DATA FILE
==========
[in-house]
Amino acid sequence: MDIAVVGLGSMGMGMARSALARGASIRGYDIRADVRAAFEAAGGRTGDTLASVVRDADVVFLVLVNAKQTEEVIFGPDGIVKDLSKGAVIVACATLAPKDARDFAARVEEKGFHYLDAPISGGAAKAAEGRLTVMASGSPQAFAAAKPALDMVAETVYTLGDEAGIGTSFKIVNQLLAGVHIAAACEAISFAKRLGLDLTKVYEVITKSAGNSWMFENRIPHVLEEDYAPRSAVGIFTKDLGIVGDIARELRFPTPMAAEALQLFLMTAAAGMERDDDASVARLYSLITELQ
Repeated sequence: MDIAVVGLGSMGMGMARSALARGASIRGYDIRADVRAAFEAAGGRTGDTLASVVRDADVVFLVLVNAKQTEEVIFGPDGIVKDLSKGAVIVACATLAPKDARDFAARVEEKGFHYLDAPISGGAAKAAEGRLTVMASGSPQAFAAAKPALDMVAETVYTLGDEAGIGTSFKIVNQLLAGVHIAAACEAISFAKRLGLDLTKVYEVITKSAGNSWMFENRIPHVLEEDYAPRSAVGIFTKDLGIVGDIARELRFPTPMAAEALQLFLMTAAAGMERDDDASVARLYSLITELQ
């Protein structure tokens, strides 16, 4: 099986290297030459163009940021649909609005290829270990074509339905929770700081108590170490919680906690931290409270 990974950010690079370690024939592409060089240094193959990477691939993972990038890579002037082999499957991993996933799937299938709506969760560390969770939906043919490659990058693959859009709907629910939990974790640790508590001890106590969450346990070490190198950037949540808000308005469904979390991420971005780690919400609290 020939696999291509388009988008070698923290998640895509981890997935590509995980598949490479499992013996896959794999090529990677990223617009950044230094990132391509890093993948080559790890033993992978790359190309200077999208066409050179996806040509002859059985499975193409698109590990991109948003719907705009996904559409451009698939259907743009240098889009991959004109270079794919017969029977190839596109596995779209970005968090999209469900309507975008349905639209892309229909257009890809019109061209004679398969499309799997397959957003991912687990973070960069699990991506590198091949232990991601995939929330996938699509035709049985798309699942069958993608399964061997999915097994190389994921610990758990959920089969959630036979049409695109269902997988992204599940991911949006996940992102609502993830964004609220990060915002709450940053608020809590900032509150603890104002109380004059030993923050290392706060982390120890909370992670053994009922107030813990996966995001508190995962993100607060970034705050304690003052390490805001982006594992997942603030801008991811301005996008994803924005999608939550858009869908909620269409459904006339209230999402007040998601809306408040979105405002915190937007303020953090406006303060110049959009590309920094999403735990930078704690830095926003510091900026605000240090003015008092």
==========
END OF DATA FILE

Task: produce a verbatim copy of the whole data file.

[in-house]
Amino acid sequence: MDIAVVGLGSMGMGMARSALARGASIRGYDIRADVRAAFEAAGGRTGDTLASVVRDADVVFLVLVNAKQTEEVIFGPDGIVKDLSKGAVIVACATLAPKDARDFAARVEEKGFHYLDAPISGGAAKAAEGRLTVMASGSPQAFAAAKPALDMVAETVYTLGDEAGIGTSFKIVNQLLAGVHIAAACEAISFAKRLGLDLTKVYEVITKSAGNSWMFENRIPHVLEEDYAPRSAVGIFTKDLGIVGDIARELRFPTPMAAEALQLFLMTAAAGMERDDDASVARLYSLITELQ
Repeated sequence: MDIAVVGLGSMGMGMARSALARGASIRGYDIRADVRAAFEAAGGRTGDTLASVVRDADVVFLVLVNAKQTEEVIFGPDGIVKDLSKGAVIVACATLAPKDARDFAARVEEKGFHYLDAPISGGAAKAAEGRLTVMASGSPQAFAAAKPALDMVAETVYTLGDEAGIGTSFKIVNQLLAGVHIAAACEAISFAKRLGLDLTKVYEVITKSAGNSWMFENRIPHVLEEDYAPRSAVGIFTKDLGIVGDIARELRFPTPMAAEALQLFLMTAAAGMERDDDASVARLYSLITELQ
């Protein structure tokens, strides 16, 4: 099986290297030459163009940021649909609005290829270990074509339905929770700081108590170490919680906690931290409270 990974950010690079370690024939592409060089240094193959990477691939993972990038890579002037082999499957991993996933799937299938709506969760560390969770939906043919490659990058693959859009709907629910939990974790640790508590001890106590969450346990070490190198950037949540808000308005469904979390991420971005780690919400609290 020939696999291509388009988008070698923290998640895509981890997935590509995980598949490479499992013996896959794999090529990677990223617009950044230094990132391509890093993948080559790890033993992978790359190309200077999208066409050179996806040509002859059985499975193409698109590990991109948003719907705009996904559409451009698939259907743009240098889009991959004109270079794919017969029977190839596109596995779209970005968090999209469900309507975008349905639209892309229909257009890809019109061209004679398969499309799997397959957003991912687990973070960069699990991506590198091949232990991601995939929330996938699509035709049985798309699942069958993608399964061997999915097994190389994921610990758990959920089969959630036979049409695109269902997988992204599940991911949006996940992102609502993830964004609220990060915002709450940053608020809590900032509150603890104002109380004059030993923050290392706060982390120890909370992670053994009922107030813990996966995001508190995962993100607060970034705050304690003052390490805001982006594992997942603030801008991811301005996008994803924005999608939550858009869908909620269409459904006339209230999402007040998601809306408040979105405002915190937007303020953090406006303060110049959009590309920094999403735990930078704690830095926003510091900026605000240090003015008092």